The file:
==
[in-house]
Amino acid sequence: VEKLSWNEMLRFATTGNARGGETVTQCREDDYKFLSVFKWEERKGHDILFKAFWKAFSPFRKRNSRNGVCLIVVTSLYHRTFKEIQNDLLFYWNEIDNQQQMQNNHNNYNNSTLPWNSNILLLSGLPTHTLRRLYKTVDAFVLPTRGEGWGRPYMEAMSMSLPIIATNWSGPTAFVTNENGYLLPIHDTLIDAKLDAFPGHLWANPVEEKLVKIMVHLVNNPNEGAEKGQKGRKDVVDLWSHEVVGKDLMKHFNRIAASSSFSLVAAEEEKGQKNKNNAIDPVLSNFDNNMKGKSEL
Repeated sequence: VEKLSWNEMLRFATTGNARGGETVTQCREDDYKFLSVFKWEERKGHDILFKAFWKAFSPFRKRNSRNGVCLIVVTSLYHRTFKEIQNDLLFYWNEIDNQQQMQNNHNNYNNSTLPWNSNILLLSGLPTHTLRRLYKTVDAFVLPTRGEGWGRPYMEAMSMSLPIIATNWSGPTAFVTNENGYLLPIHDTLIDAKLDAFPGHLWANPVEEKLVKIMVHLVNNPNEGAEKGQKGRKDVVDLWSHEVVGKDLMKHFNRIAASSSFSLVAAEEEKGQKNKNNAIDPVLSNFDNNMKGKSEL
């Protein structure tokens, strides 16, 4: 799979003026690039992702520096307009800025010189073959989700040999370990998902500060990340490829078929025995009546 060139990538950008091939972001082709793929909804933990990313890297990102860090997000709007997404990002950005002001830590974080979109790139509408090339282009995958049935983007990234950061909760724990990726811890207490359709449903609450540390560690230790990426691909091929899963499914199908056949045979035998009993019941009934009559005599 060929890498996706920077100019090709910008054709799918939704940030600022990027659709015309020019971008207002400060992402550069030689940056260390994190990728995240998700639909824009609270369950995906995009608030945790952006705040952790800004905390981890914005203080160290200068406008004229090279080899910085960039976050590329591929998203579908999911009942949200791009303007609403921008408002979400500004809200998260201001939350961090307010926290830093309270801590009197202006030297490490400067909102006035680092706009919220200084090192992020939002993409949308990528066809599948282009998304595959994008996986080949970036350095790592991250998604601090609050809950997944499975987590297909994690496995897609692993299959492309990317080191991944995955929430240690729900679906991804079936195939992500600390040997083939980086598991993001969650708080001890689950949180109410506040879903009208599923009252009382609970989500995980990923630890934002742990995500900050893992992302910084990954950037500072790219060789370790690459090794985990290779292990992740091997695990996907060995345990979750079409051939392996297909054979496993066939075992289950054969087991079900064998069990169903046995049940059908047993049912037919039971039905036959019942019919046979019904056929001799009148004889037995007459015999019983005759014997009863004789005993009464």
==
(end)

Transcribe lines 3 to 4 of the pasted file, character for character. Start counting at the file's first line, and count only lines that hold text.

Repeated sequence: VEKLSWNEMLRFATTGNARGGETVTQCREDDYKFLSVFKWEERKGHDILFKAFWKAFSPFRKRNSRNGVCLIVVTSLYHRTFKEIQNDLLFYWNEIDNQQQMQNNHNNYNNSTLPWNSNILLLSGLPTHTLRRLYKTVDAFVLPTRGEGWGRPYMEAMSMSLPIIATNWSGPTAFVTNENGYLLPIHDTLIDAKLDAFPGHLWANPVEEKLVKIMVHLVNNPNEGAEKGQKGRKDVVDLWSHEVVGKDLMKHFNRIAASSSFSLVAAEEEKGQKNKNNAIDPVLSNFDNNMKGKSEL
């Protein structure tokens, strides 16, 4: 799979003026690039992702520096307009800025010189073959989700040999370990998902500060990340490829078929025995009546 060139990538950008091939972001082709793929909804933990990313890297990102860090997000709007997404990002950005002001830590974080979109790139509408090339282009995958049935983007990234950061909760724990990726811890207490359709449903609450540390560690230790990426691909091929899963499914199908056949045979035998009993019941009934009559005599 060929890498996706920077100019090709910008054709799918939704940030600022990027659709015309020019971008207002400060992402550069030689940056260390994190990728995240998700639909824009609270369950995906995009608030945790952006705040952790800004905390981890914005203080160290200068406008004229090279080899910085960039976050590329591929998203579908999911009942949200791009303007609403921008408002979400500004809200998260201001939350961090307010926290830093309270801590009197202006030297490490400067909102006035680092706009919220200084090192992020939002993409949308990528066809599948282009998304595959994008996986080949970036350095790592991250998604601090609050809950997944499975987590297909994690496995897609692993299959492309990317080191991944995955929430240690729900679906991804079936195939992500600390040997083939980086598991993001969650708080001890689950949180109410506040879903009208599923009252009382609970989500995980990923630890934002742990995500900050893992992302910084990954950037500072790219060789370790690459090794985990290779292990992740091997695990996907060995345990979750079409051939392996297909054979496993066939075992289950054969087991079900064998069990169903046995049940059908047993049912037919039971039905036959019942019919046979019904056929001799009148004889037995007459015999019983005759014997009863004789005993009464």